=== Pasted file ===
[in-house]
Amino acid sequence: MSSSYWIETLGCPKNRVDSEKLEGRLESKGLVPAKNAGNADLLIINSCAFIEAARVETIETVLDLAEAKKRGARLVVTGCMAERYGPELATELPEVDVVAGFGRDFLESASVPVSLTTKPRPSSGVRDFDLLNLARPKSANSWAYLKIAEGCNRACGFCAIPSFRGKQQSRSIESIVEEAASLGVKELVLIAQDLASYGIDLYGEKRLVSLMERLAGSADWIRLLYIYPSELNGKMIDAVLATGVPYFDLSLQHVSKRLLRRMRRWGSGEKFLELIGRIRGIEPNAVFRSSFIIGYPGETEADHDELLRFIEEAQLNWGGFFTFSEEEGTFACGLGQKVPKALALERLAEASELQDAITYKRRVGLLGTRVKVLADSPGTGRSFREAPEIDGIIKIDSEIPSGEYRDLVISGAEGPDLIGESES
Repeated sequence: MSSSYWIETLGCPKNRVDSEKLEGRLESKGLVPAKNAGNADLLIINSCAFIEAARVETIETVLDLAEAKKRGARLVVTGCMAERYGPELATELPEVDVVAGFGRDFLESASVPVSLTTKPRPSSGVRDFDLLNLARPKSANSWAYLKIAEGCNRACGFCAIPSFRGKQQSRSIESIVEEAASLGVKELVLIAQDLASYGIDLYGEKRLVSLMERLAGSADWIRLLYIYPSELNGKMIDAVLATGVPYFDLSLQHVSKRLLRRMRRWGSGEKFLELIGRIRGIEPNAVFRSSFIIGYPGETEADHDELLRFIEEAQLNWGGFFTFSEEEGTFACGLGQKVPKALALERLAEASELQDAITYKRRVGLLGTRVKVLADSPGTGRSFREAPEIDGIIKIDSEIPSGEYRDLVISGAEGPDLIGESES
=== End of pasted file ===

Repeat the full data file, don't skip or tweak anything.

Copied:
[in-house]
Amino acid sequence: MSSSYWIETLGCPKNRVDSEKLEGRLESKGLVPAKNAGNADLLIINSCAFIEAARVETIETVLDLAEAKKRGARLVVTGCMAERYGPELATELPEVDVVAGFGRDFLESASVPVSLTTKPRPSSGVRDFDLLNLARPKSANSWAYLKIAEGCNRACGFCAIPSFRGKQQSRSIESIVEEAASLGVKELVLIAQDLASYGIDLYGEKRLVSLMERLAGSADWIRLLYIYPSELNGKMIDAVLATGVPYFDLSLQHVSKRLLRRMRRWGSGEKFLELIGRIRGIEPNAVFRSSFIIGYPGETEADHDELLRFIEEAQLNWGGFFTFSEEEGTFACGLGQKVPKALALERLAEASELQDAITYKRRVGLLGTRVKVLADSPGTGRSFREAPEIDGIIKIDSEIPSGEYRDLVISGAEGPDLIGESES
Repeated sequence: MSSSYWIETLGCPKNRVDSEKLEGRLESKGLVPAKNAGNADLLIINSCAFIEAARVETIETVLDLAEAKKRGARLVVTGCMAERYGPELATELPEVDVVAGFGRDFLESASVPVSLTTKPRPSSGVRDFDLLNLARPKSANSWAYLKIAEGCNRACGFCAIPSFRGKQQSRSIESIVEEAASLGVKELVLIAQDLASYGIDLYGEKRLVSLMERLAGSADWIRLLYIYPSELNGKMIDAVLATGVPYFDLSLQHVSKRLLRRMRRWGSGEKFLELIGRIRGIEPNAVFRSSFIIGYPGETEADHDELLRFIEEAQLNWGGFFTFSEEEGTFACGLGQKVPKALALERLAEASELQDAITYKRRVGLLGTRVKVLADSPGTGRSFREAPEIDGIIKIDSEIPSGEYRDLVISGAEGPDLIGESES